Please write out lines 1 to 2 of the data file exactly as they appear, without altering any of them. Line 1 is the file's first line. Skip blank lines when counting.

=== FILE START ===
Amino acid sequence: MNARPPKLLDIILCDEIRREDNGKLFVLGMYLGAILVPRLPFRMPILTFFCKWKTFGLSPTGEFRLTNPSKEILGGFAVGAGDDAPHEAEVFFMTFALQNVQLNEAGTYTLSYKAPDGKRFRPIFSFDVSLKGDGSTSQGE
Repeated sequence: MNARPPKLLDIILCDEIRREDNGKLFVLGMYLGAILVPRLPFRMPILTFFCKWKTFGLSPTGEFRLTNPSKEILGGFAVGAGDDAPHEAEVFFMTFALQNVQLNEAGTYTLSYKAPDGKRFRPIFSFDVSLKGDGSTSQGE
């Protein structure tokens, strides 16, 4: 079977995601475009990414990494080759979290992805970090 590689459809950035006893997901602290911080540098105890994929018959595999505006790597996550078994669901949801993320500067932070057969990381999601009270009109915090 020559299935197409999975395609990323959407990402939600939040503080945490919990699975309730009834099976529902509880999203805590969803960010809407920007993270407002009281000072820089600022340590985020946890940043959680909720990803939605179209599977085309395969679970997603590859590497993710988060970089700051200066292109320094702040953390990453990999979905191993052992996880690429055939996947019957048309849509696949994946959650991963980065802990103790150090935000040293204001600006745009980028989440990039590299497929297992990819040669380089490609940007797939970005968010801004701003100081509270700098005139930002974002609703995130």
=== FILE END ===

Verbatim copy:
Amino acid sequence: MNARPPKLLDIILCDEIRREDNGKLFVLGMYLGAILVPRLPFRMPILTFFCKWKTFGLSPTGEFRLTNPSKEILGGFAVGAGDDAPHEAEVFFMTFALQNVQLNEAGTYTLSYKAPDGKRFRPIFSFDVSLKGDGSTSQGE
Repeated sequence: MNARPPKLLDIILCDEIRREDNGKLFVLGMYLGAILVPRLPFRMPILTFFCKWKTFGLSPTGEFRLTNPSKEILGGFAVGAGDDAPHEAEVFFMTFALQNVQLNEAGTYTLSYKAPDGKRFRPIFSFDVSLKGDGSTSQGE